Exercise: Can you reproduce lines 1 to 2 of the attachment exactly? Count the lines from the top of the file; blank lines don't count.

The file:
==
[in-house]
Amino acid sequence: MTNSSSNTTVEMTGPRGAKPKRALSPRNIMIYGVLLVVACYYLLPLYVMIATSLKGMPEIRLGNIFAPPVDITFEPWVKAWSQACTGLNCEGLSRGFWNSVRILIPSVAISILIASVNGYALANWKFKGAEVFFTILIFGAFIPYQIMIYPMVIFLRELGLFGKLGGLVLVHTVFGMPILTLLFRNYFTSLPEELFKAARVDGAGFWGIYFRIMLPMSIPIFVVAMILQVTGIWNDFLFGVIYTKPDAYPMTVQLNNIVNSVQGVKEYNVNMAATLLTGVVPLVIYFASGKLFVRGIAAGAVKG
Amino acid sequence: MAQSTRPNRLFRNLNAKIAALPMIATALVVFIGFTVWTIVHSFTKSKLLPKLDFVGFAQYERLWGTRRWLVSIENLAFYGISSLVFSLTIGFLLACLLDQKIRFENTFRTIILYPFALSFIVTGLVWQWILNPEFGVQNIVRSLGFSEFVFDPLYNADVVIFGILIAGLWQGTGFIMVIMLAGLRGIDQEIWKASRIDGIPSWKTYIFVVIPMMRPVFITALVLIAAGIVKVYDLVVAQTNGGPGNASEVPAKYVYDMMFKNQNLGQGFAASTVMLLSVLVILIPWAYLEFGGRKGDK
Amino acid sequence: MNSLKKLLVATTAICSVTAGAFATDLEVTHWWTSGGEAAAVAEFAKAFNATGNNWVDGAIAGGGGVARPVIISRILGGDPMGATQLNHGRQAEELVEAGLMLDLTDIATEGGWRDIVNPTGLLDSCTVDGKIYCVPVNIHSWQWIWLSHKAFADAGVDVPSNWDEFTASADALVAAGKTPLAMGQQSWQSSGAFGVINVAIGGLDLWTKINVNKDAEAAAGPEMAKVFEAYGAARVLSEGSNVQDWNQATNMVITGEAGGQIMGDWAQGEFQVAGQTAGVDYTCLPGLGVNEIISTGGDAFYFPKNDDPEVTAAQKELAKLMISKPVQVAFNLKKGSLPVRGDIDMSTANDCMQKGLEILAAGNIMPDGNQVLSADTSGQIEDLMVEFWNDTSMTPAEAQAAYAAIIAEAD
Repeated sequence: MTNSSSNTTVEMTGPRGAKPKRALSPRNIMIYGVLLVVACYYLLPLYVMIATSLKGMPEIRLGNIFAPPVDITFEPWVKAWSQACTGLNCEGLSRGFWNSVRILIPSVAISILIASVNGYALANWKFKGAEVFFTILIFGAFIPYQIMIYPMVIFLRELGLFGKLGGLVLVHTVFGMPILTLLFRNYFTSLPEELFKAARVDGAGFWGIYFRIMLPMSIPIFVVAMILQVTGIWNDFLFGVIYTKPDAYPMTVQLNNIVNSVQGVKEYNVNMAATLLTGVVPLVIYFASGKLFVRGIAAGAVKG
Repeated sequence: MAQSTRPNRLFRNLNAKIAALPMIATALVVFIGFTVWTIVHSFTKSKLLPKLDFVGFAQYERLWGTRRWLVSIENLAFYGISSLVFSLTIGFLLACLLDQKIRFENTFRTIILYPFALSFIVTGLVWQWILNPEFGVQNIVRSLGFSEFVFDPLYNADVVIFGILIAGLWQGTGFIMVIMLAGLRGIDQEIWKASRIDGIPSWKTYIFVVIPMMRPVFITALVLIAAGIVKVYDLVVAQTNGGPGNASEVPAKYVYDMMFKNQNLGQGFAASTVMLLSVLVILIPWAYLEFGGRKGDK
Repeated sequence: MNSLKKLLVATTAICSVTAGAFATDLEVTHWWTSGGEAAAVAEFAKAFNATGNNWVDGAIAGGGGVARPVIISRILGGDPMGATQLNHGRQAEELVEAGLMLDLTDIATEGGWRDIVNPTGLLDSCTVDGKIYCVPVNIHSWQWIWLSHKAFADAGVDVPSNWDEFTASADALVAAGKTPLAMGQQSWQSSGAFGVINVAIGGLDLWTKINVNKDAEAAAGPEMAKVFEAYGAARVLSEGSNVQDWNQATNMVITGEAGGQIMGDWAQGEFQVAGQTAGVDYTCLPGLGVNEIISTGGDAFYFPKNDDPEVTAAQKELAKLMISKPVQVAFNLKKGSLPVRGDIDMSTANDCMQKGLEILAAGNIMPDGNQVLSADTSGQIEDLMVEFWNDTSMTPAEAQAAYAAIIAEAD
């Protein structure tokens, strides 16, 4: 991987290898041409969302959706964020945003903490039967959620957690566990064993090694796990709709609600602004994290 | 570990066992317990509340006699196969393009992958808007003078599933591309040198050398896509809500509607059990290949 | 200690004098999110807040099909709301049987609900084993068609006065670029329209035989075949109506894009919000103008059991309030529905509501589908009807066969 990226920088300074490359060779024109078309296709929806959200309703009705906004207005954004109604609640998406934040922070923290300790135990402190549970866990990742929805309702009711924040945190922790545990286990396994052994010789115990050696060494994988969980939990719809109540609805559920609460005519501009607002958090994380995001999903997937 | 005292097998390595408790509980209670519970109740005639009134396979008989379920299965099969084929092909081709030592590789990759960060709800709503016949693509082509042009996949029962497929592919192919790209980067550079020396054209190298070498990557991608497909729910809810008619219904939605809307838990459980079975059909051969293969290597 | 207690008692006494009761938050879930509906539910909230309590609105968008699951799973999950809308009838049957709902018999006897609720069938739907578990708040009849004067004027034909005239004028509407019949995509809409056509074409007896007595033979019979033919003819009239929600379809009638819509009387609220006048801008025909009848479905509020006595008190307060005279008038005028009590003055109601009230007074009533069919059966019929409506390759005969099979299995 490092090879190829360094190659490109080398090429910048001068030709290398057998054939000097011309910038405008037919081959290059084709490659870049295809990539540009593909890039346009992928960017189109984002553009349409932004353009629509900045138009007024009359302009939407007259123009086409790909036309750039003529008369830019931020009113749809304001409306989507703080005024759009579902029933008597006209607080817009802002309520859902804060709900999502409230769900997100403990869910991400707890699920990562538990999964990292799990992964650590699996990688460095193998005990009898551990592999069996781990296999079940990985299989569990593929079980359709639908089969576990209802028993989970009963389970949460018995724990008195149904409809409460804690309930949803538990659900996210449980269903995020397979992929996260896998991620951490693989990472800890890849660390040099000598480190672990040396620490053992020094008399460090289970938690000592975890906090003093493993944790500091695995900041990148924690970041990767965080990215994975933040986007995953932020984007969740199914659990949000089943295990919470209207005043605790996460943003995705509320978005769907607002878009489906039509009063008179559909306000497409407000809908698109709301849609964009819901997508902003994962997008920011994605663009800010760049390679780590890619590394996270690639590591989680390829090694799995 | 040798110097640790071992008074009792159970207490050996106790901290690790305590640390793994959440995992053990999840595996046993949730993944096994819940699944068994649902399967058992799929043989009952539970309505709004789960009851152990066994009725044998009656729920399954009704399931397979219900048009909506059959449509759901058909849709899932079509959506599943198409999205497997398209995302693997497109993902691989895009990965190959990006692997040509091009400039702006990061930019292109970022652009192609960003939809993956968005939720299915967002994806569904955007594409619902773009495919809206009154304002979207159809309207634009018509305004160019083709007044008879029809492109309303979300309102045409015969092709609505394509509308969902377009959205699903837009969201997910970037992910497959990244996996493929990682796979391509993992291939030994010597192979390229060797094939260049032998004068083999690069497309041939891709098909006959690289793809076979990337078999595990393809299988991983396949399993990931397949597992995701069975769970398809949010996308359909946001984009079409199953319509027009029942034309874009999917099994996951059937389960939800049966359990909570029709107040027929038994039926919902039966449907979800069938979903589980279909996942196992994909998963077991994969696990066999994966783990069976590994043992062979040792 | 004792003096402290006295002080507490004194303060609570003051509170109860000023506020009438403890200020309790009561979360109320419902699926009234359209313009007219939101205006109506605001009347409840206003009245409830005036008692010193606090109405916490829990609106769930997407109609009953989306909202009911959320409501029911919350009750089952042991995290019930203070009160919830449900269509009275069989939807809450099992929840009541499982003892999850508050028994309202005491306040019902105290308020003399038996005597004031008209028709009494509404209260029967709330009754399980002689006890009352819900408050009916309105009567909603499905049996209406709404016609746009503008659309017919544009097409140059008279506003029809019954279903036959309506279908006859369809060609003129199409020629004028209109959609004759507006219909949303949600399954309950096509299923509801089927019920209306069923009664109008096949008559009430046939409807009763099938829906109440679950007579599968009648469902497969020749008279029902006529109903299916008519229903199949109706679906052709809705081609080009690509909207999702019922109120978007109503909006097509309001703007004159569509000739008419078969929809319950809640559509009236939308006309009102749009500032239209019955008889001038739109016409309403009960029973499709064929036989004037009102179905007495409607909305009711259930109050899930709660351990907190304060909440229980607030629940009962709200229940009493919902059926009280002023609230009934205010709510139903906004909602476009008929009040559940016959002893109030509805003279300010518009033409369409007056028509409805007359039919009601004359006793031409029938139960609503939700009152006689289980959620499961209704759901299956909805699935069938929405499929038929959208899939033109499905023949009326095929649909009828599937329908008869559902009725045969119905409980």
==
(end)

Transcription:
[in-house]
Amino acid sequence: MTNSSSNTTVEMTGPRGAKPKRALSPRNIMIYGVLLVVACYYLLPLYVMIATSLKGMPEIRLGNIFAPPVDITFEPWVKAWSQACTGLNCEGLSRGFWNSVRILIPSVAISILIASVNGYALANWKFKGAEVFFTILIFGAFIPYQIMIYPMVIFLRELGLFGKLGGLVLVHTVFGMPILTLLFRNYFTSLPEELFKAARVDGAGFWGIYFRIMLPMSIPIFVVAMILQVTGIWNDFLFGVIYTKPDAYPMTVQLNNIVNSVQGVKEYNVNMAATLLTGVVPLVIYFASGKLFVRGIAAGAVKG